At other points, the dancers are forced into answering deeper questions, such as the twin questions of “What is your most treasured memory?” and “What is your most terrible memory?”, prompting responses that see the dancers alternate between movements that evoke pure joy and immense pain, clutching tightly at their own face and body as seemingly, they try to tear it apart for the latter. It is imperative that these answers and movements come from a place of truth, not one that is crafted for the sake of artistry, as the sincerity of these responses comes through to us and in a sense, does in fact make us feel like we’ve learnt something intensely personal about the dancers.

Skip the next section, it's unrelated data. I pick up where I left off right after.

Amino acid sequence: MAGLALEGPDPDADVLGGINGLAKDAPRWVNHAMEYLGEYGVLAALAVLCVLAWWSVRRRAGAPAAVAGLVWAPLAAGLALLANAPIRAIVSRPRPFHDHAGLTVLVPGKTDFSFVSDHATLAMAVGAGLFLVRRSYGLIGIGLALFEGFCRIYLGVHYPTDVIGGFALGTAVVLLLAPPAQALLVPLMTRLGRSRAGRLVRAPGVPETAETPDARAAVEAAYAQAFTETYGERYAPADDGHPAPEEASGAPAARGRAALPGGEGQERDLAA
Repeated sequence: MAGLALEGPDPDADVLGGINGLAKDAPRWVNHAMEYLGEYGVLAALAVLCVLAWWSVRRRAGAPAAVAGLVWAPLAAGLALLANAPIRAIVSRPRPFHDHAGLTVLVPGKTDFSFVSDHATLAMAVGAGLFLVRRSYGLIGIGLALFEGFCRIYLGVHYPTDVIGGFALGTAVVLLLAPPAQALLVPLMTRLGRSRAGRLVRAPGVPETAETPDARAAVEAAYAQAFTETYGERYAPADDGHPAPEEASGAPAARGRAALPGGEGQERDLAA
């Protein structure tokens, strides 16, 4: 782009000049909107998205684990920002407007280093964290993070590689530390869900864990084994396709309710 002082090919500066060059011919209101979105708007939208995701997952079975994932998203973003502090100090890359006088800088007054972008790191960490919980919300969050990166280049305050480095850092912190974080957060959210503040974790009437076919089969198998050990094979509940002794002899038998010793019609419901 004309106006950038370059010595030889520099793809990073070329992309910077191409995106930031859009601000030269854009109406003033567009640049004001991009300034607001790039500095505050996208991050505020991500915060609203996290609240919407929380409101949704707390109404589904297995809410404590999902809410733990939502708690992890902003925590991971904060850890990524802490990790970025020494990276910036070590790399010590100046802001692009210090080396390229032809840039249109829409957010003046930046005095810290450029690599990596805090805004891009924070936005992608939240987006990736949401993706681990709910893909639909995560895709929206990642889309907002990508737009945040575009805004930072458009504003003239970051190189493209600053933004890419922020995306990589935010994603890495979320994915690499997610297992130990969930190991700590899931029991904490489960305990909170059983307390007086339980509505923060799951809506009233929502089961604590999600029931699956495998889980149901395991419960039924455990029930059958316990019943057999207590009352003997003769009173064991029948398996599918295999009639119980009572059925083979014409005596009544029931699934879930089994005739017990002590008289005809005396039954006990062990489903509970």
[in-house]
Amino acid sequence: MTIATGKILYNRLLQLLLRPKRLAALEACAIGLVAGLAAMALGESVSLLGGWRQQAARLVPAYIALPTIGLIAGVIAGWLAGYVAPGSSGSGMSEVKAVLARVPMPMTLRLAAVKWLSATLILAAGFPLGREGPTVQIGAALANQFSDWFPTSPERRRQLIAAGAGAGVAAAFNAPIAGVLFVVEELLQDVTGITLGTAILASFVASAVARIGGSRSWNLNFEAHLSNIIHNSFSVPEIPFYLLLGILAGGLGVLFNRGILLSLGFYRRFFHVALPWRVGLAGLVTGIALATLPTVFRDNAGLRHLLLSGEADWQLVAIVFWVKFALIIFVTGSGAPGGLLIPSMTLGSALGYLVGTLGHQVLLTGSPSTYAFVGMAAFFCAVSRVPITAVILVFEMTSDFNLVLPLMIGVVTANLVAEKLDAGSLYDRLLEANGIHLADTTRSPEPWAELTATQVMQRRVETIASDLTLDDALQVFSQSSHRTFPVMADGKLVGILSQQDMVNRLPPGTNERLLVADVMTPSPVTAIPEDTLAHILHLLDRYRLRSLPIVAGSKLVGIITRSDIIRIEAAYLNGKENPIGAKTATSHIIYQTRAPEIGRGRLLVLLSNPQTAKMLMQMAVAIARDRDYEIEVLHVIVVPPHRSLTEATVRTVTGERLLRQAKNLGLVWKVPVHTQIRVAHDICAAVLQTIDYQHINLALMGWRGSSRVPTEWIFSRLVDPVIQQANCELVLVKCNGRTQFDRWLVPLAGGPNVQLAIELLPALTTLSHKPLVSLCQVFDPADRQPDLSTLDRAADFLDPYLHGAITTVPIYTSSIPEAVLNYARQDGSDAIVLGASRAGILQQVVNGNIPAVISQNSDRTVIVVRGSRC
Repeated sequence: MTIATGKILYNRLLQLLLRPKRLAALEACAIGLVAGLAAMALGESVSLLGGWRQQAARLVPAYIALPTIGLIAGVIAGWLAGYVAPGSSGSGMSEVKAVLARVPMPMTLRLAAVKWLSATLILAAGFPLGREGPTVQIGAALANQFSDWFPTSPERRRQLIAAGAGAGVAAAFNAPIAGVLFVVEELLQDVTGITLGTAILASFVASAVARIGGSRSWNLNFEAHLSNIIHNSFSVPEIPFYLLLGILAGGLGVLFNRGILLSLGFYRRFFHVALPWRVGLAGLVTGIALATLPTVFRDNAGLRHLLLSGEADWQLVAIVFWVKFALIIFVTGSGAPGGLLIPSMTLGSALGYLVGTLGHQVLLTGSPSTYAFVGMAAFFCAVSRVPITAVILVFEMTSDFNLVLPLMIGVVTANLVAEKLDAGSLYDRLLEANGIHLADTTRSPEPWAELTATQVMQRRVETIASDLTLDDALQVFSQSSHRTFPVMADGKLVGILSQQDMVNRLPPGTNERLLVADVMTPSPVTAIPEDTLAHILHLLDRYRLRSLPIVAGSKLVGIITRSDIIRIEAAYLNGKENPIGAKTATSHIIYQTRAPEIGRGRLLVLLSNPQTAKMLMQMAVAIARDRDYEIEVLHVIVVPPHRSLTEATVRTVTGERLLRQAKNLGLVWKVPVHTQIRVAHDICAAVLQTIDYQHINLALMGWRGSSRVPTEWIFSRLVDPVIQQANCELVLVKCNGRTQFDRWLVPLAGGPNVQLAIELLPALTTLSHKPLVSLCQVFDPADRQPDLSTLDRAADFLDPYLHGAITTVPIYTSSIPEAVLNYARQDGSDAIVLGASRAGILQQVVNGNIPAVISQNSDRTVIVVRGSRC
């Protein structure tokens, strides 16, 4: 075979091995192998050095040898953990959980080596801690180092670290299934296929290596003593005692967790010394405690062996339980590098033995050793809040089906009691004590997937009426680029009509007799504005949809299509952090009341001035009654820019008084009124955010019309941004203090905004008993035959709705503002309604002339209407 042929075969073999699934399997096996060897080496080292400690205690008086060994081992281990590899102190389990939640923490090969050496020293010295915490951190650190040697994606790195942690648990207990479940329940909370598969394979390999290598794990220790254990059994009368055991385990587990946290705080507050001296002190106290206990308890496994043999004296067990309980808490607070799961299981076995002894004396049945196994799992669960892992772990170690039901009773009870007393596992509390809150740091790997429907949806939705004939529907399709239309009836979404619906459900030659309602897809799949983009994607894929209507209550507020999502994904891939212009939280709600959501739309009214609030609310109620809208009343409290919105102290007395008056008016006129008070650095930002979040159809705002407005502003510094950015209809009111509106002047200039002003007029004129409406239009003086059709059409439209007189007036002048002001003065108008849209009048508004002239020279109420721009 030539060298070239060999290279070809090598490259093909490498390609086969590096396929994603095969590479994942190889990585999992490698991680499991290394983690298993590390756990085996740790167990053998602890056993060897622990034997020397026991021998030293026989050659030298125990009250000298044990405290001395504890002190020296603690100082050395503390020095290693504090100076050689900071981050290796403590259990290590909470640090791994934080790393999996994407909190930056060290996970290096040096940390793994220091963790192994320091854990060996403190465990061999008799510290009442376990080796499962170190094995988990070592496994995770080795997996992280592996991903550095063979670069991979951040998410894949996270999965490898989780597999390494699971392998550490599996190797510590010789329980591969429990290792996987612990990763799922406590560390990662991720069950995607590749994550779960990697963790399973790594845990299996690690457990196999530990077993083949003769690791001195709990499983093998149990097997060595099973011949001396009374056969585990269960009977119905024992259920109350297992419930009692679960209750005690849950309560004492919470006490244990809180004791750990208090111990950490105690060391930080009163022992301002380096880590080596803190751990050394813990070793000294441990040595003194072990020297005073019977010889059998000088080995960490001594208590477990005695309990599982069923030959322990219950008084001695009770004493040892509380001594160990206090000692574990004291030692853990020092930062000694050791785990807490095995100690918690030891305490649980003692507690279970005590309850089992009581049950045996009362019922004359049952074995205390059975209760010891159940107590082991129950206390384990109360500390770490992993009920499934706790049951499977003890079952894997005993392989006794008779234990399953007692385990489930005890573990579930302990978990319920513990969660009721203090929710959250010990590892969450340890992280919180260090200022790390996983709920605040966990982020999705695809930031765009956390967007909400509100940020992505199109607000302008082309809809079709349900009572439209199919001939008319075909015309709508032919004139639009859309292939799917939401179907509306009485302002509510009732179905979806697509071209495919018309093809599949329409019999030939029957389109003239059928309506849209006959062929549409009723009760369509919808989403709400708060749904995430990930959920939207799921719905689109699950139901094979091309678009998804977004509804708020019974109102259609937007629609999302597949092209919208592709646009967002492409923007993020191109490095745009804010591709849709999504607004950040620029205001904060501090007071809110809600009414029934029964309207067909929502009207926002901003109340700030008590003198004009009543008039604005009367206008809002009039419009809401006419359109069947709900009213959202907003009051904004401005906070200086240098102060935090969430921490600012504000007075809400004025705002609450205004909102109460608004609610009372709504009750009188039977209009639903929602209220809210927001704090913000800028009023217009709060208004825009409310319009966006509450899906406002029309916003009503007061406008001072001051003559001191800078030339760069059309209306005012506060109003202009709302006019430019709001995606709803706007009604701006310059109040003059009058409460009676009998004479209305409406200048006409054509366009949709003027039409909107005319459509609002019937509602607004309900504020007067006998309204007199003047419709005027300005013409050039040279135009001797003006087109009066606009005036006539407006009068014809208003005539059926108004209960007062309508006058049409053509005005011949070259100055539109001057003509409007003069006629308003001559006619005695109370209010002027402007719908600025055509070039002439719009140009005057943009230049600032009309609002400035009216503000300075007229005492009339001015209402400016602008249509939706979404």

It helps of course, that dream-like, soothing tracks from the likes of Beach House to Erik Satie allow audiences to enter a more suggestible mood, heightening each emotion that each move creates. Look out in particular for the final sequence set to Liverpool Express’ ‘You Are My Love’, where all four dancers sync their movements perfectly in a delightful choreography one cannot help but smile at, one that is at times a little silly as they bob their bodies along, yet a sequence they’re completely comfortable with performing, their confidence and joy spreading to the audience as well.